Saturday, 25 April 2009

Punk Chicken

Mini is still being pecked on the comb by one of her flock mates. I think we've got the culprit, though, as when Mini ventured into the coop to lay there arose an almighty racket. Belinda is apparently willing to accomodate any hen but Mini in her broody mentalness.

Mini's comb is looking rather pathetic and scabby, so I decided to try and fix the problem. Wearing some marigolds, I grabbed a gentian violet spray in one hand and a small white hen in the other. Gentian violet is a purple dye, which disguises the blood, and also acts as a disinfectant. Now, I didn't want to just spray Mini's head, so I sprayed some of the pungent mixture onto the fingers of one glove, and massaged it into her comb. Feeling quite pleased with my efforts, I put her down. Mini shook herself, muttered a chicken oath, and then turned her head in the other direction. At this point, I realised that the application hadn't gone as well as I'd thought. A drip of the purple dye had rolled from her comb into her left eye. Oh, bum.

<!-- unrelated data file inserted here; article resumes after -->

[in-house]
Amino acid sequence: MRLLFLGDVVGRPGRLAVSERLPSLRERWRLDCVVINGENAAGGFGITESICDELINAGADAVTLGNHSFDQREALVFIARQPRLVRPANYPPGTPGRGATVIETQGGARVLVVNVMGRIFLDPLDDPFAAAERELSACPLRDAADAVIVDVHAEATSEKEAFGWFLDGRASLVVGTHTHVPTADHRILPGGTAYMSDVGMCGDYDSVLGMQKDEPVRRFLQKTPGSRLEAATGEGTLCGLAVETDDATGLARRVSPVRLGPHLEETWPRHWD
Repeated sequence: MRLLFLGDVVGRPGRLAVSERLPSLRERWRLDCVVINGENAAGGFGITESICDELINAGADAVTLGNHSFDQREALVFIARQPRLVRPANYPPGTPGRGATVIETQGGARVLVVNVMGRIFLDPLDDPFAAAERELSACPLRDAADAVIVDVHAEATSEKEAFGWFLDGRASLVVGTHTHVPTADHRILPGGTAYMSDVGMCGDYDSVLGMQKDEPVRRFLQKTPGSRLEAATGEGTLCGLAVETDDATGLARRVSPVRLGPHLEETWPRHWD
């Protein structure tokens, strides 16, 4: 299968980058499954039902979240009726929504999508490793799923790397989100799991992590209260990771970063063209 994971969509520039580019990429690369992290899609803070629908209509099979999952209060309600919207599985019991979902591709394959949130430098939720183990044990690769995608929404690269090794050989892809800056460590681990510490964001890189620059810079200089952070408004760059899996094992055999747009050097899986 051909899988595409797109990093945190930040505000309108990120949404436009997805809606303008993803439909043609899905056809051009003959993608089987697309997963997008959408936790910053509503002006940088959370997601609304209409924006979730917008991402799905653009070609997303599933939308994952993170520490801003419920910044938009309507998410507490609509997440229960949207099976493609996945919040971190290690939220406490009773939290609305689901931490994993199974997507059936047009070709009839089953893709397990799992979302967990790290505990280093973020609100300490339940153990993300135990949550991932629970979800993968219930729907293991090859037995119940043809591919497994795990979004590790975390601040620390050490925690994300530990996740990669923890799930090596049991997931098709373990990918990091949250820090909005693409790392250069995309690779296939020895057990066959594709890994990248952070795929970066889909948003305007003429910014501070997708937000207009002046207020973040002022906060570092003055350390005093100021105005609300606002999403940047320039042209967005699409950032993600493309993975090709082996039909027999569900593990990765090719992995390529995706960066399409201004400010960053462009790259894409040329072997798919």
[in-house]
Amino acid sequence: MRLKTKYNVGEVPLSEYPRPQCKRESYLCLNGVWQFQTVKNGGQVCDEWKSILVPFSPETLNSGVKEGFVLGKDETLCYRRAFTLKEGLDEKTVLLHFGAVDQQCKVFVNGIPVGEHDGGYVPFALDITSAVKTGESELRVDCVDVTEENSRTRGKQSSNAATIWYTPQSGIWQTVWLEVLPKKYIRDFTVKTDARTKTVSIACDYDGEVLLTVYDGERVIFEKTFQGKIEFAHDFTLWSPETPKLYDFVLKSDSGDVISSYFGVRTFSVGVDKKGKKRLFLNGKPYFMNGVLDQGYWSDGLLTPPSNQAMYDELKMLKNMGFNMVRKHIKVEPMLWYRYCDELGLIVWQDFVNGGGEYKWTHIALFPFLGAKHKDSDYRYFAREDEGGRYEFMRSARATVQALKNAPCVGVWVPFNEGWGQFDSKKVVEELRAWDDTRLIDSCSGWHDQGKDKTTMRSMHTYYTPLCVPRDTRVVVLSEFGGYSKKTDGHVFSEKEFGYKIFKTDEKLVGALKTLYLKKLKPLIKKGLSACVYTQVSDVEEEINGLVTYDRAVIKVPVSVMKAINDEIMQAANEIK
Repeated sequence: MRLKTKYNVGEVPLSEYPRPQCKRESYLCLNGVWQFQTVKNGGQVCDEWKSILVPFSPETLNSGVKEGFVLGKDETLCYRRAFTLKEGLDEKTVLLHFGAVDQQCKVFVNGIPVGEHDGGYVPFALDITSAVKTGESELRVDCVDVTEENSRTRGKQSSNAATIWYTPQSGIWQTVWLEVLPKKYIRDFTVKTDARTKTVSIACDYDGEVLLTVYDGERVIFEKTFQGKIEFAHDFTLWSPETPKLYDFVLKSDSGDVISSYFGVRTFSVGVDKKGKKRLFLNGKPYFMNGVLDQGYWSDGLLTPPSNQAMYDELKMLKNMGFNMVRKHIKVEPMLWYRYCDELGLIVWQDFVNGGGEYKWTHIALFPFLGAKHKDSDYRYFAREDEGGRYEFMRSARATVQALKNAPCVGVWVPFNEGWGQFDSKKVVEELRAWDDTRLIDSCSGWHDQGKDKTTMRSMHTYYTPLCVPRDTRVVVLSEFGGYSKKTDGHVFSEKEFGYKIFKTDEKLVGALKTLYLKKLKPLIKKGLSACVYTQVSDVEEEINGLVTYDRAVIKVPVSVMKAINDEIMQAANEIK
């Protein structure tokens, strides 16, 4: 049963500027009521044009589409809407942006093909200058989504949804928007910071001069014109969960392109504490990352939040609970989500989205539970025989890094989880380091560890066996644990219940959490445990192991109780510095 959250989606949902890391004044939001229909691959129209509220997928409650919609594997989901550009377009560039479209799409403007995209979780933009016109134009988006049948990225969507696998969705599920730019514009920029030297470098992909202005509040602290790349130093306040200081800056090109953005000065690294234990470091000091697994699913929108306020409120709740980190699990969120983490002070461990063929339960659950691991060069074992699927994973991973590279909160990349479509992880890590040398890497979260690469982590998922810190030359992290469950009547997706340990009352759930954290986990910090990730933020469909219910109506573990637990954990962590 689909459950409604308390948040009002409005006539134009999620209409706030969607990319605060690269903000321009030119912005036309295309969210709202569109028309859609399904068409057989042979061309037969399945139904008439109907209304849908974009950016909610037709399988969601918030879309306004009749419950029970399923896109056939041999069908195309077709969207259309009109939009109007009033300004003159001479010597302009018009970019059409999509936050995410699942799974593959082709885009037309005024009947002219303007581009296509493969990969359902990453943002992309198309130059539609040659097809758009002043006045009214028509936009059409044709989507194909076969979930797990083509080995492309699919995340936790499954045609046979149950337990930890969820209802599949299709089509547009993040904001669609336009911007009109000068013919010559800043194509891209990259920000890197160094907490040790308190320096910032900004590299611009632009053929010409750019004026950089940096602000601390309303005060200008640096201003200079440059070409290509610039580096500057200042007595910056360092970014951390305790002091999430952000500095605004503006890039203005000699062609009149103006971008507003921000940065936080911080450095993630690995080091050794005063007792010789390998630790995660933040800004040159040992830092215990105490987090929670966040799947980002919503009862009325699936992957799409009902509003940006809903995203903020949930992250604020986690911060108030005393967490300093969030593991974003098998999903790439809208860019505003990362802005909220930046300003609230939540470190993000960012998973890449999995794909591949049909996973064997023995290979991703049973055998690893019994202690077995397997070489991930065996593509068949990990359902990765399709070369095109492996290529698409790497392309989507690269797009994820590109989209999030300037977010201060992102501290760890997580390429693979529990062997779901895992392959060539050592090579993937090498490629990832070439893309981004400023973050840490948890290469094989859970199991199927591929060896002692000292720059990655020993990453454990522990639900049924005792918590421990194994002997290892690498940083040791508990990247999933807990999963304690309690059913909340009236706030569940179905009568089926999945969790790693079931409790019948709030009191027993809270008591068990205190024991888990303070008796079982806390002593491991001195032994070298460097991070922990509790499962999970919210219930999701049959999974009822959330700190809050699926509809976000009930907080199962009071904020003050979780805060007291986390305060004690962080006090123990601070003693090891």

Mini didn't shriek, or give any other indication that having gentian violet on your eyeball hurt, but I can't help worrying. I observed her for twenty minutes, waiting for swelling or bubbling. Nothing. She does, however, look like she's wearing purple eyeliner. Basically, I now have a hen with a purple mohican and one made up eye. Let's just hope she doesn't want anything pierced.

Thursday, 23 April 2009

The Sheer Horror Of Skirts

Chickens are creatures of habit. They like to know what's likely to happen at any given time, and really don't appreciate surprises. Therefore, when I wandered down the garden yesterday wearing a long, flowing skirt, all hell broke loose.

The girls had accumalated in the greenhouse, beaks buried in Maeve's growers pellets. Spotting them from the kitchen, I decided to firmly show them the door. Being a warm spring day, I thought I'd wear my first skirt of the season. Strolling leisurely across the lawn, I couldn't have imagined what was about to kick off.